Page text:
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Commentary: How to survive the coming catastrophe at the coast

There’s a new sheriff in town, and her name is climate change. For thousands of years, humanity benefited from a benign and predictable climate whose relative stability permitted the spread of agriculture and the rise of global civilizations. But that stability ended with the first puffs of smoke discharged from the “dark satanic mills” of the Industrial Revolution.

Carbon dioxide levels have been increasing ever since, baking the land and sea and sky with captured sunlight and unleashing climate change’s miscreant brood of droughts, floods, wildfires, powerful storms, ocean acidification and seas rising as silently and unnoticed as a cat.

To be sure, humanity has endured similar climate-related disasters in the past. But today things are different. Warming oceans are spawning hurricanes that are larger, slower moving, stronger and more frequent. They also dump more rain and intensify more quickly. The Atlantic has seen at least one Category 5 hurricane in each of the past five years — an unprecedented occurrence. Moreover, satellite measurements show the rate of sea level rise is increasing, more than doubling in the open ocean in the past 20 years, partly from the expansion of warming oceans but also from the rapidly accelerating melting of the planet’s ice.

By 2100, we can expect the sea to rise somewhere between 3 and 8 feet. A 3-foot rise in sea level would be catastrophic to America’s Gulf and Atlantic coastal plain coasts. An 8-foot rise staggers the imagination. This is especially true for America’s 405 barrier islands — by far the most of any country — found along the coast from Alaska to California and from Maine to Texas.

Barrier islands are long, low-lying, slender bars of sand that are among the most dynamic features on the surface of the Earth. They are capable of migrating shoreward as sea level rises and not only can withstand fierce storms but indeed require storms to supply them with the fresh sand needed to migrate.

Unfortunately, many barrier islands, in particular those on the East and Gulf coasts, are becoming more developed — think Surfside Beach, Pawleys Island, Litchfield Spit and Isle of Palms — as more people move to the beach. And therein lies the rub: The mad rush of humanity to the shore coupled with rising seas and intensifying storms all but guarantees greater loss of life and destruction of coastal communities.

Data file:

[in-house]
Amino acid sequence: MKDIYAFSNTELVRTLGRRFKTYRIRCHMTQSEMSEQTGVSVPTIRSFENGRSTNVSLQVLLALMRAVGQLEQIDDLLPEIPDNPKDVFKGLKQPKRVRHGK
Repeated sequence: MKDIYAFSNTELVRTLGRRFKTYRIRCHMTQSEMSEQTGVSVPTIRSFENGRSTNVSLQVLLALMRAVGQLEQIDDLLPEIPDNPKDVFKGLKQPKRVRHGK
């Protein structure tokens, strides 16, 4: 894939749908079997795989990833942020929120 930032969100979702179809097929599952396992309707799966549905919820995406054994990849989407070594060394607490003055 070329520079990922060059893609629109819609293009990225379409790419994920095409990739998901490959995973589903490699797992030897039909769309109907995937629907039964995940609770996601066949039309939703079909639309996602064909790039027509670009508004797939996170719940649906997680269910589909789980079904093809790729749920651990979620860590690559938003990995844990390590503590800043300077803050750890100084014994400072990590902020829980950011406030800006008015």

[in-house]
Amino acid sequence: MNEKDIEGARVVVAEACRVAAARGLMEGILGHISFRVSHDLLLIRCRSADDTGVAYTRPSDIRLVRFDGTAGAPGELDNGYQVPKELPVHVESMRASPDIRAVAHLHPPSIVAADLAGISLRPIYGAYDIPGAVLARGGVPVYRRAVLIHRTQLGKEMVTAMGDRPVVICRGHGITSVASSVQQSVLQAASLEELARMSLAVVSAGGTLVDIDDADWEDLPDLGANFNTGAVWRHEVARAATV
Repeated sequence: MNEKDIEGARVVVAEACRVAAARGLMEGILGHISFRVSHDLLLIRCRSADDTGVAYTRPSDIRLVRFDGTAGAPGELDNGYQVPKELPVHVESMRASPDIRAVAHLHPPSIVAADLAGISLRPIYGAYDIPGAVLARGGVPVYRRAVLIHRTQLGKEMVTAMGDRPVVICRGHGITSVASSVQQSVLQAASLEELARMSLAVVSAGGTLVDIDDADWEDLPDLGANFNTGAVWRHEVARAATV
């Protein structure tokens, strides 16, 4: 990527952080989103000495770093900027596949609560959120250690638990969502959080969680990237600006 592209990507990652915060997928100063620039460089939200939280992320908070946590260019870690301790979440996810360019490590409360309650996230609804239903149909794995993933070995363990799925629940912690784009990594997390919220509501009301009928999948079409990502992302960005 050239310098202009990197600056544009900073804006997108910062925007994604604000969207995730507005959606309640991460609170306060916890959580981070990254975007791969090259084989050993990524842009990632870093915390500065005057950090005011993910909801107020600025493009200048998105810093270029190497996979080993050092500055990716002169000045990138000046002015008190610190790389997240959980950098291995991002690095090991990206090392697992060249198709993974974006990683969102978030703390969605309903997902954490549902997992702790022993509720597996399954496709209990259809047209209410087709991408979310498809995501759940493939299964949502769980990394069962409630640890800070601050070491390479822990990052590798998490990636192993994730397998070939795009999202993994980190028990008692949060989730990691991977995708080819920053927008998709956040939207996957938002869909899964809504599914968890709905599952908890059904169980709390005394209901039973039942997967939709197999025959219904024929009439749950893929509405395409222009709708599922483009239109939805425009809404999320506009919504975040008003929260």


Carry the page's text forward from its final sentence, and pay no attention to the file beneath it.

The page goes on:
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We can no longer dismiss catastrophic damage to beach communities as rare bad luck. We have entered a new age — the Age of the Megastorm. People should think twice about buying a house on a barrier island and should consider renting as a better alternative.

The time has come to stop spending so many millions of dollars in the futile effort to hold the shoreline in place through beach nourishment. We should instead use that money to prepare for the coming megastorms by elevating, strengthening and relocating roads used for evacuation.

Elderly people, most at risk in beachfront or island living, should spend their golden years not on golden sands but on higher ground safely distanced from the coast. And if they insist on island living, they should locate near island exits and build their homes well back from the beach at the highest available elevation in accordance with the high-wind rules.

We can do something about climate change along the coast and elsewhere. We can reduce global greenhouse gas emissions. We can invest in technologies to extract and bury carbon from the air. And we can discourage people from living on barrier islands and other places made dangerous by a warming world.

If we move too slowly on climate change — or worse, do nothing — one day, perhaps sooner than most realize, this new sheriff is going to run us all out of town.

Orrin H. Pilkey is the James B. Duke Professor Emeritus of Earth Sciences at Duke University. His son, Charles Pilkey, is a former geologist turned artist whose grandparents' house in Waveland, Mississippi, was destroyed by Hurricane Camille in 1969.

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